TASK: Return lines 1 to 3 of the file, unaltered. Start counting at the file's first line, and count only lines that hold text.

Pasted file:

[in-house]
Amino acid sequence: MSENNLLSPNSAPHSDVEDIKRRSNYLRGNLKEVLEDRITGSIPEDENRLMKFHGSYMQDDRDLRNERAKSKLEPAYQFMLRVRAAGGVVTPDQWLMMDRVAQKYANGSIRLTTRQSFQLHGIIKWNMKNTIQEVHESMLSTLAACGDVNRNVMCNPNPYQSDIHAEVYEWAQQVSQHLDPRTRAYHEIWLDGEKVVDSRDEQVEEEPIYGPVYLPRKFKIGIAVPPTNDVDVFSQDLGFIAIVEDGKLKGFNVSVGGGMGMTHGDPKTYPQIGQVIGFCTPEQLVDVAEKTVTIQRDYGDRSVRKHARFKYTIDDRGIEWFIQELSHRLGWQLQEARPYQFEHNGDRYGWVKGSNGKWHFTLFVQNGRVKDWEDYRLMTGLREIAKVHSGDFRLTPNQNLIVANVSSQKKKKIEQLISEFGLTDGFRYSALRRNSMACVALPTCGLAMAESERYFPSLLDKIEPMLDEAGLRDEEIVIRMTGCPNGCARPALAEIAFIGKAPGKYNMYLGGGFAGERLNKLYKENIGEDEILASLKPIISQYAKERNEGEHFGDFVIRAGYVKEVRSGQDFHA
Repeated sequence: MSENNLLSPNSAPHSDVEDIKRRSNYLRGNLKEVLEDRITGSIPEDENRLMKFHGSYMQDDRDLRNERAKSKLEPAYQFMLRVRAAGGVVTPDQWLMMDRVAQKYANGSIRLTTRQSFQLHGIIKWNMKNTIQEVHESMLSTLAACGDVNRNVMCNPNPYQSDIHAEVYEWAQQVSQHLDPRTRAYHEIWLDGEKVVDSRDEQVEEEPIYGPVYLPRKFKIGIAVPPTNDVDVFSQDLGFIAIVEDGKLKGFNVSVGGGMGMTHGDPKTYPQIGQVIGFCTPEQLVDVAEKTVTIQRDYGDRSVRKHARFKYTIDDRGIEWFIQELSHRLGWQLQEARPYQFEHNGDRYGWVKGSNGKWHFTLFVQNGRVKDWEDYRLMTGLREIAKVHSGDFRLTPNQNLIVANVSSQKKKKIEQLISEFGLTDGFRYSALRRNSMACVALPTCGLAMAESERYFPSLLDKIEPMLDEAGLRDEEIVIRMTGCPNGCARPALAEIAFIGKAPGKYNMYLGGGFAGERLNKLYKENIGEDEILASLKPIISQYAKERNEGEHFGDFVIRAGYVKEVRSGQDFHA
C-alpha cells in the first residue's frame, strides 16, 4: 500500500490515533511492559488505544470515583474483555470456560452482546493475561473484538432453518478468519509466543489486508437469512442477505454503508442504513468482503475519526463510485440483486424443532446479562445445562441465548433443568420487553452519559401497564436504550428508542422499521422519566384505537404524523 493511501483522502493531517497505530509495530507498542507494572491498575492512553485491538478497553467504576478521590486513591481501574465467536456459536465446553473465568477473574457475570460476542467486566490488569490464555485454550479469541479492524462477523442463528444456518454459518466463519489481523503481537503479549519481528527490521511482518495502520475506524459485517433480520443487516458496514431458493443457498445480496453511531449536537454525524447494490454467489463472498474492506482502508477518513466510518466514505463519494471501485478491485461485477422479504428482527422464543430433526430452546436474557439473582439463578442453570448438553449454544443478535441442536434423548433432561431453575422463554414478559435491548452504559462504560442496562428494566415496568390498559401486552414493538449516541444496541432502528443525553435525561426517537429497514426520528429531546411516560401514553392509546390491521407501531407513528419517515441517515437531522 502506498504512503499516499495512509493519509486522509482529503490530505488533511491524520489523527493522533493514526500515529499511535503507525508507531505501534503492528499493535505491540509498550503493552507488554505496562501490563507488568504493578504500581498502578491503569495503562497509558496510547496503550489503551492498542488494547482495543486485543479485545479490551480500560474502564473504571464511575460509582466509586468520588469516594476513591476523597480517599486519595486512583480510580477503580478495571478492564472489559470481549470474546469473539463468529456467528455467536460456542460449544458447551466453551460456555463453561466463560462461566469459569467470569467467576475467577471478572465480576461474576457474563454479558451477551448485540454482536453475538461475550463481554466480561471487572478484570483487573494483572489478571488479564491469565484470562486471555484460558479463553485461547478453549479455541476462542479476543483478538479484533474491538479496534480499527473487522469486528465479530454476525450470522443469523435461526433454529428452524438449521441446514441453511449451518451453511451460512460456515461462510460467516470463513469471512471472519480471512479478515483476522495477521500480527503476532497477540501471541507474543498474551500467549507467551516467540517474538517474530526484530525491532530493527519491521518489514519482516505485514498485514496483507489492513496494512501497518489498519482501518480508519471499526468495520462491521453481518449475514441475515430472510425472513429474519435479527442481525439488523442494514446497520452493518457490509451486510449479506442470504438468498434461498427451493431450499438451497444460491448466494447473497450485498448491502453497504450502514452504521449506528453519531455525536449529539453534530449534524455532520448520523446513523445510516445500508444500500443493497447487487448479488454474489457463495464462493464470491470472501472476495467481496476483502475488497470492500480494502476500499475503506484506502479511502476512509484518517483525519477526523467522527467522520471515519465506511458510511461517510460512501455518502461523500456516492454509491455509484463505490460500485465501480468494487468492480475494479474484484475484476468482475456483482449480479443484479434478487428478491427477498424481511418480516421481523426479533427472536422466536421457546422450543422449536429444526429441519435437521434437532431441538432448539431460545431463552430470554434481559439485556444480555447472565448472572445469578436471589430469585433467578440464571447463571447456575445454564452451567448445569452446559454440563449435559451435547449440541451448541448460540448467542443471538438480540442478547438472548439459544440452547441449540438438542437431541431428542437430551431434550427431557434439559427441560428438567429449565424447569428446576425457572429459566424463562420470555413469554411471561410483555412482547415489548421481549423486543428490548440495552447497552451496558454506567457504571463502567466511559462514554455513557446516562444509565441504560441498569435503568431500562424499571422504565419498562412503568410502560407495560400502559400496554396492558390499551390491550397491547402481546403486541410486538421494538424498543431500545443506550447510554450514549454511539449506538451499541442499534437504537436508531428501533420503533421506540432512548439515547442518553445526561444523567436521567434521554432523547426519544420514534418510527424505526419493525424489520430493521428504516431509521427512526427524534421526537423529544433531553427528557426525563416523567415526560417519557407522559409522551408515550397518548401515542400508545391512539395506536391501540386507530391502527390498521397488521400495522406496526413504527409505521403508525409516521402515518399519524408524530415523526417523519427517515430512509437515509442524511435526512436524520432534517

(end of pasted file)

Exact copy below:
[in-house]
Amino acid sequence: MSENNLLSPNSAPHSDVEDIKRRSNYLRGNLKEVLEDRITGSIPEDENRLMKFHGSYMQDDRDLRNERAKSKLEPAYQFMLRVRAAGGVVTPDQWLMMDRVAQKYANGSIRLTTRQSFQLHGIIKWNMKNTIQEVHESMLSTLAACGDVNRNVMCNPNPYQSDIHAEVYEWAQQVSQHLDPRTRAYHEIWLDGEKVVDSRDEQVEEEPIYGPVYLPRKFKIGIAVPPTNDVDVFSQDLGFIAIVEDGKLKGFNVSVGGGMGMTHGDPKTYPQIGQVIGFCTPEQLVDVAEKTVTIQRDYGDRSVRKHARFKYTIDDRGIEWFIQELSHRLGWQLQEARPYQFEHNGDRYGWVKGSNGKWHFTLFVQNGRVKDWEDYRLMTGLREIAKVHSGDFRLTPNQNLIVANVSSQKKKKIEQLISEFGLTDGFRYSALRRNSMACVALPTCGLAMAESERYFPSLLDKIEPMLDEAGLRDEEIVIRMTGCPNGCARPALAEIAFIGKAPGKYNMYLGGGFAGERLNKLYKENIGEDEILASLKPIISQYAKERNEGEHFGDFVIRAGYVKEVRSGQDFHA
Repeated sequence: MSENNLLSPNSAPHSDVEDIKRRSNYLRGNLKEVLEDRITGSIPEDENRLMKFHGSYMQDDRDLRNERAKSKLEPAYQFMLRVRAAGGVVTPDQWLMMDRVAQKYANGSIRLTTRQSFQLHGIIKWNMKNTIQEVHESMLSTLAACGDVNRNVMCNPNPYQSDIHAEVYEWAQQVSQHLDPRTRAYHEIWLDGEKVVDSRDEQVEEEPIYGPVYLPRKFKIGIAVPPTNDVDVFSQDLGFIAIVEDGKLKGFNVSVGGGMGMTHGDPKTYPQIGQVIGFCTPEQLVDVAEKTVTIQRDYGDRSVRKHARFKYTIDDRGIEWFIQELSHRLGWQLQEARPYQFEHNGDRYGWVKGSNGKWHFTLFVQNGRVKDWEDYRLMTGLREIAKVHSGDFRLTPNQNLIVANVSSQKKKKIEQLISEFGLTDGFRYSALRRNSMACVALPTCGLAMAESERYFPSLLDKIEPMLDEAGLRDEEIVIRMTGCPNGCARPALAEIAFIGKAPGKYNMYLGGGFAGERLNKLYKENIGEDEILASLKPIISQYAKERNEGEHFGDFVIRAGYVKEVRSGQDFHA